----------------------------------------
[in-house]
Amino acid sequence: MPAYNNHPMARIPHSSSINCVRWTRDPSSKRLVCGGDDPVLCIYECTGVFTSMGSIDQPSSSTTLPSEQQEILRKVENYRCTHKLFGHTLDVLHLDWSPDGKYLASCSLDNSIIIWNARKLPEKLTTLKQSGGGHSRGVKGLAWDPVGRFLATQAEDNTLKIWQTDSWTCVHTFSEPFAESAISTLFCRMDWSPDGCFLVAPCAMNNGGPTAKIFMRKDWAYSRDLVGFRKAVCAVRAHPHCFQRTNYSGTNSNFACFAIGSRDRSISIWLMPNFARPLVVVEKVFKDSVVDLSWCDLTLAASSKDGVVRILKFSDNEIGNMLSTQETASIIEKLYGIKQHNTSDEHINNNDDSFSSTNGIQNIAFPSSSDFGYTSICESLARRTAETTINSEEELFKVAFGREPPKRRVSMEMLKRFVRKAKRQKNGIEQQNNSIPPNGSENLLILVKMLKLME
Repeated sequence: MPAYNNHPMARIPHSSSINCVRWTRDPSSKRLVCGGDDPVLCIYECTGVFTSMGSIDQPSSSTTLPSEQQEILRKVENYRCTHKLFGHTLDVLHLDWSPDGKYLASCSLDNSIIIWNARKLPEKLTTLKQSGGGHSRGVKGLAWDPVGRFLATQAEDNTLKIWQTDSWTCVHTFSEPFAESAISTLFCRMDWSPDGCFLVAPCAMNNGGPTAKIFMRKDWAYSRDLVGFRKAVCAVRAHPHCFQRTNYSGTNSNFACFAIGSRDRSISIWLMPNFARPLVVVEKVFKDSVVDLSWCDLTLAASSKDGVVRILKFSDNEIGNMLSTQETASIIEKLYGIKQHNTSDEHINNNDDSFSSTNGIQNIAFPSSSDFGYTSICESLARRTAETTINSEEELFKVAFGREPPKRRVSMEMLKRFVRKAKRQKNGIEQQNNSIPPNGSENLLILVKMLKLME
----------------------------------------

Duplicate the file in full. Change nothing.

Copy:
[in-house]
Amino acid sequence: MPAYNNHPMARIPHSSSINCVRWTRDPSSKRLVCGGDDPVLCIYECTGVFTSMGSIDQPSSSTTLPSEQQEILRKVENYRCTHKLFGHTLDVLHLDWSPDGKYLASCSLDNSIIIWNARKLPEKLTTLKQSGGGHSRGVKGLAWDPVGRFLATQAEDNTLKIWQTDSWTCVHTFSEPFAESAISTLFCRMDWSPDGCFLVAPCAMNNGGPTAKIFMRKDWAYSRDLVGFRKAVCAVRAHPHCFQRTNYSGTNSNFACFAIGSRDRSISIWLMPNFARPLVVVEKVFKDSVVDLSWCDLTLAASSKDGVVRILKFSDNEIGNMLSTQETASIIEKLYGIKQHNTSDEHINNNDDSFSSTNGIQNIAFPSSSDFGYTSICESLARRTAETTINSEEELFKVAFGREPPKRRVSMEMLKRFVRKAKRQKNGIEQQNNSIPPNGSENLLILVKMLKLME
Repeated sequence: MPAYNNHPMARIPHSSSINCVRWTRDPSSKRLVCGGDDPVLCIYECTGVFTSMGSIDQPSSSTTLPSEQQEILRKVENYRCTHKLFGHTLDVLHLDWSPDGKYLASCSLDNSIIIWNARKLPEKLTTLKQSGGGHSRGVKGLAWDPVGRFLATQAEDNTLKIWQTDSWTCVHTFSEPFAESAISTLFCRMDWSPDGCFLVAPCAMNNGGPTAKIFMRKDWAYSRDLVGFRKAVCAVRAHPHCFQRTNYSGTNSNFACFAIGSRDRSISIWLMPNFARPLVVVEKVFKDSVVDLSWCDLTLAASSKDGVVRILKFSDNEIGNMLSTQETASIIEKLYGIKQHNTSDEHINNNDDSFSSTNGIQNIAFPSSSDFGYTSICESLARRTAETTINSEEELFKVAFGREPPKRRVSMEMLKRFVRKAKRQKNGIEQQNNSIPPNGSENLLILVKMLKLME